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Movie review: Inferno

Movie reviews

Hello, my dear readers!

The latest Dan Brown/Ron Howard/Tom Hanks collaboration – Inferno – has reached cinemas, so, let’s review it!

IMDb summary: When Robert Langdon wakes up in an Italian hospital with amnesia, he teams up with Dr. Sienna Brooks, and together they must race across Europe against the clock to foil a deadly global plot.

I have done a preview post for this film where I talked about all the books as well as the previous films of the franchise (you can find it here). As usual, I’ll try to list as many book-to-movie changes as I could spot, although it has been a few months since I’ve read the novel, so I might not have noticed everything. Once again, the critics are ripping this movie apart (like the earlier movies of the series), so I’ll also try to defend it from a fan’s perspective.

SPOILERS AHEAD

Writing

The screenwriter David Koepp adapted Dan Brown’s novel to the big screen and did a fairly good job. Koepp’s track record has been mixed. Although the movies he has written have been very financially profitable, not all of them were liked by the movie goers or the critics. He has contributed to such successes as Jurassic ParkMission: Impossible and Panic Room. However, he also co-wrote the horrible Indiana Jones 4 and directed one of the worst films of Johnny Depp’s career – Mordecai. Koepp has also written the second film of the Robert Landon franchise – Angels & Demons – it used to be my favorite, but I think Inferno has taken its place.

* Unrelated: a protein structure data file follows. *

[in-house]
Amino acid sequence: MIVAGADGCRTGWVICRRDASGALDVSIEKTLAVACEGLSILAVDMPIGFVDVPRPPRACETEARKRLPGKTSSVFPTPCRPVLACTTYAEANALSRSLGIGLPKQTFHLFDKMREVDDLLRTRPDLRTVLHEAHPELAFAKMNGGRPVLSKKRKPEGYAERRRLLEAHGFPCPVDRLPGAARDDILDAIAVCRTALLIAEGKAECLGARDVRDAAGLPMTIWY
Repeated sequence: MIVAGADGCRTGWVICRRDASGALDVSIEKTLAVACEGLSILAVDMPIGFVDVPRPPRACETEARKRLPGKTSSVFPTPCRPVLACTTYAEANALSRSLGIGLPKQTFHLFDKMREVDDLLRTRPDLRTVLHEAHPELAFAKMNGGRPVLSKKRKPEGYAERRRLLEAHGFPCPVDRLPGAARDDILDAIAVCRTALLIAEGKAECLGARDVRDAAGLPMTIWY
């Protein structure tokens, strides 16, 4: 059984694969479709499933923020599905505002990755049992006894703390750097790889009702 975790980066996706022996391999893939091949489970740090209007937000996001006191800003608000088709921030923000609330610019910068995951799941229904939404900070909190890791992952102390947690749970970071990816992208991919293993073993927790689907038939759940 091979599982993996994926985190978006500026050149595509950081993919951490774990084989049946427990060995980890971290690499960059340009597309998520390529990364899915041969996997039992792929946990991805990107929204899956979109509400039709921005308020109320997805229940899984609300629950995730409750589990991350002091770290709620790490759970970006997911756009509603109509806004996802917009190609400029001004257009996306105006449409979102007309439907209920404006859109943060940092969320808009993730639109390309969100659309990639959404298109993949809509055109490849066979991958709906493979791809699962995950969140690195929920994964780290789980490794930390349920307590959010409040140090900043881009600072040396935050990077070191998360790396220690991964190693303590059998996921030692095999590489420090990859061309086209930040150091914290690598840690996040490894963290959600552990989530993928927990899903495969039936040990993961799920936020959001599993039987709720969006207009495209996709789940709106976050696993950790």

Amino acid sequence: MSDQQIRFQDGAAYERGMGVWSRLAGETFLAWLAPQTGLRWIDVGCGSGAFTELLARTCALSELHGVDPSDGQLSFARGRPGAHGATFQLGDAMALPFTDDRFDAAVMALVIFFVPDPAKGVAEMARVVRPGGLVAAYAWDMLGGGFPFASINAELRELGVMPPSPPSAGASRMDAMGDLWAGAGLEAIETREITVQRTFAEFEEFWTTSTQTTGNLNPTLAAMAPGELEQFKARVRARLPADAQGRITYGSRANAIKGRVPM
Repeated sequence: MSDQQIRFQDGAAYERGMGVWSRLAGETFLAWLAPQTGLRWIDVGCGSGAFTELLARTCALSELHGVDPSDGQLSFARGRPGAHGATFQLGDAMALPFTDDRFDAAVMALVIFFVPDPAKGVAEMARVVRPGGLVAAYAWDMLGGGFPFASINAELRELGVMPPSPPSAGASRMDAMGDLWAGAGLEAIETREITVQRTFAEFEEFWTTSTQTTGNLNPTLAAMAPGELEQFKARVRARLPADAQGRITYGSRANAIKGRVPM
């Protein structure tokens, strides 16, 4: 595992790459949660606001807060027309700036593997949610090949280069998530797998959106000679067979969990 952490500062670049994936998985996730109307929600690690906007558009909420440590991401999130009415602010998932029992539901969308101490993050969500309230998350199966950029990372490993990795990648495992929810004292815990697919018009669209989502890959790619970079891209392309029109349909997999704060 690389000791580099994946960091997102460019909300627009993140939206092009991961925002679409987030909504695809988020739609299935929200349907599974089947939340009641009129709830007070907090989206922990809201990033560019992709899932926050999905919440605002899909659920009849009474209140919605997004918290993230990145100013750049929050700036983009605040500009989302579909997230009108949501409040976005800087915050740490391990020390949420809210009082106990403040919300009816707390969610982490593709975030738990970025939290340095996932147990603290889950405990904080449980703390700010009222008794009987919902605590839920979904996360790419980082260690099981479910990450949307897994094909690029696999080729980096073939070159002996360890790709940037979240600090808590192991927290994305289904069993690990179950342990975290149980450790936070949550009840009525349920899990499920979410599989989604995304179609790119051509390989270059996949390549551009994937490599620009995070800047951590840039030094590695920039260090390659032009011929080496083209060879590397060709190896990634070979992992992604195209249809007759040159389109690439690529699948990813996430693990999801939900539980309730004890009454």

For the bigger part of the movie, narrative alterations have been minimal. Even the third act and the finale went down in a similar way in the book, however, the final end-game of the story was changed completely.

To begin with, the book started with Langdon already in the hospital, while the movie added an explanatory set-up (and yet ‘Would you press a button’ idea came from the book). The picture immersed the viewers into the film’s world first and then dropped Langdon in it, while the book used Langdon as the reader’s lens into the world of the story. The screenwriter also modernized the narrative by showing Zobrist giving a Ted talk like presentation and by using a drone to look for Langdon and Sienna.